Commoditizing Sex
The idea that the standing of high-ranking men was linked to the simultaneous possession of many women is critical in the process by which sex became a commodity in Southeast Asia. In Batavia, wealthy European men were quick to emulate local nobility, enhancing their status by increasing the ranks of their female servants and openly displaying the "goods" they had collected. An Englishman visiting Batavia in the late eighteenth century was told that the "harem" of a bachelor Dutch official comprised fifty slaves "assorted from the different nations of the East and combining every tinge of complexion from the sickly faded hue of a dried tobacco leaf to the shining polish of black marble."(26) Locally-born Christian wives of VOC employees, though often Eurasian and sometimes themselves former slaves, were anxious to assert their new standing and thus encouraged the acquisition of female domestics. According to one estimate, they normally required at least ten female slaves as personal attendants.(27)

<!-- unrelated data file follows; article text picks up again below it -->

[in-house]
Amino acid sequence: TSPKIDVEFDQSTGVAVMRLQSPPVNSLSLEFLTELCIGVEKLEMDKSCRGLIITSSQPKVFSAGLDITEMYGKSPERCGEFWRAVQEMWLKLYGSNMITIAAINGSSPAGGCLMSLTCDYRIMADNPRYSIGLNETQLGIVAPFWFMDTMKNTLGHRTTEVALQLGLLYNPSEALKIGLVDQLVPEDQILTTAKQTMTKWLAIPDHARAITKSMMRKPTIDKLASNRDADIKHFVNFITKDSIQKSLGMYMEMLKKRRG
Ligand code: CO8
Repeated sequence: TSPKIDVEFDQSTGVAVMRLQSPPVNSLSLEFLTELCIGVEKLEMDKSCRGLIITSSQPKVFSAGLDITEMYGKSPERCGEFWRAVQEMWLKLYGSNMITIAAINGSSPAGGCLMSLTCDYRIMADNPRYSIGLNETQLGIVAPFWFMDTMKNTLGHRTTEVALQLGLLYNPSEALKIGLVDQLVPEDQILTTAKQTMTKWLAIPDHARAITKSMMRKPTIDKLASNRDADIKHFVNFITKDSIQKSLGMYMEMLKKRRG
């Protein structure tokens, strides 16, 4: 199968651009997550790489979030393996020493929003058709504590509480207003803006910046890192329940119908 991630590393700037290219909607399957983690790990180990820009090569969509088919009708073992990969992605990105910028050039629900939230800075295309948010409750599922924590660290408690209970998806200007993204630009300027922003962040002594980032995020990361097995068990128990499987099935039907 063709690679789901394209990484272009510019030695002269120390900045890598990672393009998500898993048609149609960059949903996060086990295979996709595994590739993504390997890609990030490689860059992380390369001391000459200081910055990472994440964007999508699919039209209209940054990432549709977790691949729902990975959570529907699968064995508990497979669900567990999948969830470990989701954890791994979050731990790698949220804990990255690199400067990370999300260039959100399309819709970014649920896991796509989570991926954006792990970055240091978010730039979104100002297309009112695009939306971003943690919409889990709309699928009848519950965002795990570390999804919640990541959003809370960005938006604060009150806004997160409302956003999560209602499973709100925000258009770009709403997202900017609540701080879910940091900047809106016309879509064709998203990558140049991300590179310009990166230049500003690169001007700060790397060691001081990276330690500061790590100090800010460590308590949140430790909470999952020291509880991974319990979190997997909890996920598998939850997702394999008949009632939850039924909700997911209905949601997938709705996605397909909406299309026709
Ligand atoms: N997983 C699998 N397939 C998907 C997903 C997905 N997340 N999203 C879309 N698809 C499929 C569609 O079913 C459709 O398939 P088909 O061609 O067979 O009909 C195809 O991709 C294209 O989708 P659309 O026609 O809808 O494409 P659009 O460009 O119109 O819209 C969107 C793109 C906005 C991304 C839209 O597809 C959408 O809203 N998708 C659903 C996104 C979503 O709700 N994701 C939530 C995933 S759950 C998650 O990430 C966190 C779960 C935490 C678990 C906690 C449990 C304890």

For both Europeans and indigenous elite, maintenance of these large female establishments was expensive. An observer in seventeenth-century Banten (west Java) succinctly captures the problem. "The gentlemen of this land are brought to bee poor, by the number of slaves that they keepe, which eate faster than their pepper or rice groweth."(28) One way of ameliorating this situation was to employ female slaves not only as domestics and retainers, but also in occupations that yielded immediate profits. Slave women could then contribute to the household income by spinning and weaving, and by hawking such items as food or cloth in the streets or markets.(29) The sale of sex was quickly seen as another means by which slaves could help maintain a household critical to the status of their master and his wives or favored consorts. In late-sixteenth-century Brunei, female slaves "sold their bodies," paddling through the city waterways on small boats (perahu), singing and playing musical instruments, while calling out, "orang laki menbeli perempuan muda" ("Men, buy a young woman"). In Patani, too, nobles allowed their female slaves to solicit customers, as long as the profits were delivered to them.(30) In Ayutthaya, the capital of Siam, high-ranking women convicted of adultery were not put to death, as in many other places, but housed in a kind of brothel together with purchased slaves, with the head of the establishment paying a percentage of his profits to the ruler.(31) One can imagine there were many clients anxious to link themselves to the palace through sexual relations with a well-born woman, albeit a disgraced one.